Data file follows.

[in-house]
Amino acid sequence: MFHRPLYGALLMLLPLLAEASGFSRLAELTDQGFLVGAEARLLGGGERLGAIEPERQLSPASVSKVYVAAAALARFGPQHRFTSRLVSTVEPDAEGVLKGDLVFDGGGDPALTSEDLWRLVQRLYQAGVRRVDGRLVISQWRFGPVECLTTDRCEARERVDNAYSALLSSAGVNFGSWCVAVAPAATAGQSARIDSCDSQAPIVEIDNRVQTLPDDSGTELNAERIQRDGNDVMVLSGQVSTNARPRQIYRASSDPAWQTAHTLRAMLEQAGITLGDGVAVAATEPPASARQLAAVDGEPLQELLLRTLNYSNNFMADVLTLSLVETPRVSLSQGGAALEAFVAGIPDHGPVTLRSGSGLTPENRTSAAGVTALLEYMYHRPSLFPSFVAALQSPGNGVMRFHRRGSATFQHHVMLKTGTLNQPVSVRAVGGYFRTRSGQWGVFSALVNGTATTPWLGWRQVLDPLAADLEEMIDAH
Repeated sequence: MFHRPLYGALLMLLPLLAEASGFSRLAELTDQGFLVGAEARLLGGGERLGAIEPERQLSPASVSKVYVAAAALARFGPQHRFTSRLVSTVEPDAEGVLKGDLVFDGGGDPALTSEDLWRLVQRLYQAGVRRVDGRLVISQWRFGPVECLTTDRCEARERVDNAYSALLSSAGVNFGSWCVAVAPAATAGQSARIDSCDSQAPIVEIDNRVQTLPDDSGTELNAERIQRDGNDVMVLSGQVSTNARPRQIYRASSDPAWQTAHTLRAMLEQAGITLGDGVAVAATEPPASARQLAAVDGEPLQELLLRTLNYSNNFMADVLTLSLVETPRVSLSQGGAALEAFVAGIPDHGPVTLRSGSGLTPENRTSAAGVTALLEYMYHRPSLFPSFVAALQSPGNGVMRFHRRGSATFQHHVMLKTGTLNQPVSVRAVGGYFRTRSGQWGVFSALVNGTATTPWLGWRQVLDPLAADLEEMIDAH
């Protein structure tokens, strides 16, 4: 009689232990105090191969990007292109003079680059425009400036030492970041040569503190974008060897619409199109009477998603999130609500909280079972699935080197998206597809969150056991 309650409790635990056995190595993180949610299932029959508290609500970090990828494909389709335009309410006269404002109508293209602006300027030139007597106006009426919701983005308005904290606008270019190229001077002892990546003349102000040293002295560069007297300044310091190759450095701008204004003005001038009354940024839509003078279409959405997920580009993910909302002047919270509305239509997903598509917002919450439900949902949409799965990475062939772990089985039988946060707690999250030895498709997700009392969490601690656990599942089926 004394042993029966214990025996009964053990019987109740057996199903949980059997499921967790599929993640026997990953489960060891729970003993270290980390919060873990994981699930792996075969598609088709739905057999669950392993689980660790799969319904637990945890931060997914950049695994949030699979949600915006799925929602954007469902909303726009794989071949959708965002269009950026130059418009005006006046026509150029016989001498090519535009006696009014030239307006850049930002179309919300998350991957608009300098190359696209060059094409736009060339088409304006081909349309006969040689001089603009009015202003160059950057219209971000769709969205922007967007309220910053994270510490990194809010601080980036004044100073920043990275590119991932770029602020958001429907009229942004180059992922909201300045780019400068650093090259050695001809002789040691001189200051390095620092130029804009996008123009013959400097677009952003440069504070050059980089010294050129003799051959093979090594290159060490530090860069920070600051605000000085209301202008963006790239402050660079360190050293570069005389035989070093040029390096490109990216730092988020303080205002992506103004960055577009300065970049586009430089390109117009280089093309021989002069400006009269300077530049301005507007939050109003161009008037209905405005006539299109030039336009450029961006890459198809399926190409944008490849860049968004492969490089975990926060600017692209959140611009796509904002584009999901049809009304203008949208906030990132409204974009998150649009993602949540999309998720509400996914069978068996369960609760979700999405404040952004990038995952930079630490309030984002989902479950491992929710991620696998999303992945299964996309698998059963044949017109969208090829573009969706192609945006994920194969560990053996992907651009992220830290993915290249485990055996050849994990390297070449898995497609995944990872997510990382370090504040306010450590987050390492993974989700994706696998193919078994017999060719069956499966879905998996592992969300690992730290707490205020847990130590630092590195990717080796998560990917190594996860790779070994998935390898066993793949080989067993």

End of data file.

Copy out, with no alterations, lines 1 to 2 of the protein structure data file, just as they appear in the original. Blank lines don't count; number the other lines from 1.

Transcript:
[in-house]
Amino acid sequence: MFHRPLYGALLMLLPLLAEASGFSRLAELTDQGFLVGAEARLLGGGERLGAIEPERQLSPASVSKVYVAAAALARFGPQHRFTSRLVSTVEPDAEGVLKGDLVFDGGGDPALTSEDLWRLVQRLYQAGVRRVDGRLVISQWRFGPVECLTTDRCEARERVDNAYSALLSSAGVNFGSWCVAVAPAATAGQSARIDSCDSQAPIVEIDNRVQTLPDDSGTELNAERIQRDGNDVMVLSGQVSTNARPRQIYRASSDPAWQTAHTLRAMLEQAGITLGDGVAVAATEPPASARQLAAVDGEPLQELLLRTLNYSNNFMADVLTLSLVETPRVSLSQGGAALEAFVAGIPDHGPVTLRSGSGLTPENRTSAAGVTALLEYMYHRPSLFPSFVAALQSPGNGVMRFHRRGSATFQHHVMLKTGTLNQPVSVRAVGGYFRTRSGQWGVFSALVNGTATTPWLGWRQVLDPLAADLEEMIDAH